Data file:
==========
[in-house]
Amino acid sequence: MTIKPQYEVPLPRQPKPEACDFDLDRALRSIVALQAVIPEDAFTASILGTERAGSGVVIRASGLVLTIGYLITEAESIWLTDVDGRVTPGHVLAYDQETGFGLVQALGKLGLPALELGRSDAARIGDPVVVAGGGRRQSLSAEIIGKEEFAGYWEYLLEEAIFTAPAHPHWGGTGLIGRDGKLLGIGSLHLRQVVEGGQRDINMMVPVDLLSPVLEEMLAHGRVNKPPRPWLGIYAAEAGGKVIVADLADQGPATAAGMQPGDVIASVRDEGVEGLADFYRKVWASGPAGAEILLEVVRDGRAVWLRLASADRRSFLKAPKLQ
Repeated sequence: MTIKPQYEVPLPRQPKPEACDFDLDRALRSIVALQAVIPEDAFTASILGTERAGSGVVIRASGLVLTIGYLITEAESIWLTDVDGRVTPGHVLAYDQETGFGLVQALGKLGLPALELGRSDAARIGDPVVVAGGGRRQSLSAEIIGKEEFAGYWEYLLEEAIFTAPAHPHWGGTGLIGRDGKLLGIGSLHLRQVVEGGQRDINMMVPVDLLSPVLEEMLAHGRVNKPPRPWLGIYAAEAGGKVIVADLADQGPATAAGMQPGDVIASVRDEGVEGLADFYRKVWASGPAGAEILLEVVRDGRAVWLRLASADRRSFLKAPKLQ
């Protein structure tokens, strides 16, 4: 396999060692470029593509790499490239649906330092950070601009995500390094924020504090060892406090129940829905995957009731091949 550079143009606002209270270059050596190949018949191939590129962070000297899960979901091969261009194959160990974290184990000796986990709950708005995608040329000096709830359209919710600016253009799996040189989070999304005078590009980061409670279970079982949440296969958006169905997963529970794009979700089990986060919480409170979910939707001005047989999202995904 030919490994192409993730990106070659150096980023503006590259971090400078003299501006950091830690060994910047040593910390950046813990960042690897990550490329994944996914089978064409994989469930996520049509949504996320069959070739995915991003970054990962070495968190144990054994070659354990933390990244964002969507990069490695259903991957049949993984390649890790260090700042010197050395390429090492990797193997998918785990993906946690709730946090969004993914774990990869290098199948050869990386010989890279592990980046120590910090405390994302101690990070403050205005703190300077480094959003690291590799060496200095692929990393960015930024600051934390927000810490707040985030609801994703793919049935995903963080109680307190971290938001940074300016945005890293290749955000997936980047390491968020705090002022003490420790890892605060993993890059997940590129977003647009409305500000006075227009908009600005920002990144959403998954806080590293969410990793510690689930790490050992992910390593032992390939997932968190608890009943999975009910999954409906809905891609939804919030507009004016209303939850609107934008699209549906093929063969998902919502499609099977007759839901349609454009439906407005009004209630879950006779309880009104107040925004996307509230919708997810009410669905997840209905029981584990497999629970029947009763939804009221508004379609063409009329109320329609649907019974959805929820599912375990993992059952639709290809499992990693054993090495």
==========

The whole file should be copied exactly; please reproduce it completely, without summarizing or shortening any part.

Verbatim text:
[in-house]
Amino acid sequence: MTIKPQYEVPLPRQPKPEACDFDLDRALRSIVALQAVIPEDAFTASILGTERAGSGVVIRASGLVLTIGYLITEAESIWLTDVDGRVTPGHVLAYDQETGFGLVQALGKLGLPALELGRSDAARIGDPVVVAGGGRRQSLSAEIIGKEEFAGYWEYLLEEAIFTAPAHPHWGGTGLIGRDGKLLGIGSLHLRQVVEGGQRDINMMVPVDLLSPVLEEMLAHGRVNKPPRPWLGIYAAEAGGKVIVADLADQGPATAAGMQPGDVIASVRDEGVEGLADFYRKVWASGPAGAEILLEVVRDGRAVWLRLASADRRSFLKAPKLQ
Repeated sequence: MTIKPQYEVPLPRQPKPEACDFDLDRALRSIVALQAVIPEDAFTASILGTERAGSGVVIRASGLVLTIGYLITEAESIWLTDVDGRVTPGHVLAYDQETGFGLVQALGKLGLPALELGRSDAARIGDPVVVAGGGRRQSLSAEIIGKEEFAGYWEYLLEEAIFTAPAHPHWGGTGLIGRDGKLLGIGSLHLRQVVEGGQRDINMMVPVDLLSPVLEEMLAHGRVNKPPRPWLGIYAAEAGGKVIVADLADQGPATAAGMQPGDVIASVRDEGVEGLADFYRKVWASGPAGAEILLEVVRDGRAVWLRLASADRRSFLKAPKLQ
């Protein structure tokens, strides 16, 4: 396999060692470029593509790499490239649906330092950070601009995500390094924020504090060892406090129940829905995957009731091949 550079143009606002209270270059050596190949018949191939590129962070000297899960979901091969261009194959160990974290184990000796986990709950708005995608040329000096709830359209919710600016253009799996040189989070999304005078590009980061409670279970079982949440296969958006169905997963529970794009979700089990986060919480409170979910939707001005047989999202995904 030919490994192409993730990106070659150096980023503006590259971090400078003299501006950091830690060994910047040593910390950046813990960042690897990550490329994944996914089978064409994989469930996520049509949504996320069959070739995915991003970054990962070495968190144990054994070659354990933390990244964002969507990069490695259903991957049949993984390649890790260090700042010197050395390429090492990797193997998918785990993906946690709730946090969004993914774990990869290098199948050869990386010989890279592990980046120590910090405390994302101690990070403050205005703190300077480094959003690291590799060496200095692929990393960015930024600051934390927000810490707040985030609801994703793919049935995903963080109680307190971290938001940074300016945005890293290749955000997936980047390491968020705090002022003490420790890892605060993993890059997940590129977003647009409305500000006075227009908009600005920002990144959403998954806080590293969410990793510690689930790490050992992910390593032992390939997932968190608890009943999975009910999954409906809905891609939804919030507009004016209303939850609107934008699209549906093929063969998902919502499609099977007759839901349609454009439906407005009004209630879950006779309880009104107040925004996307509230919708997810009410669905997840209905029981584990497999629970029947009763939804009221508004379609063409009329109320329609649907019974959805929820599912375990993992059952639709290809499992990693054993090495």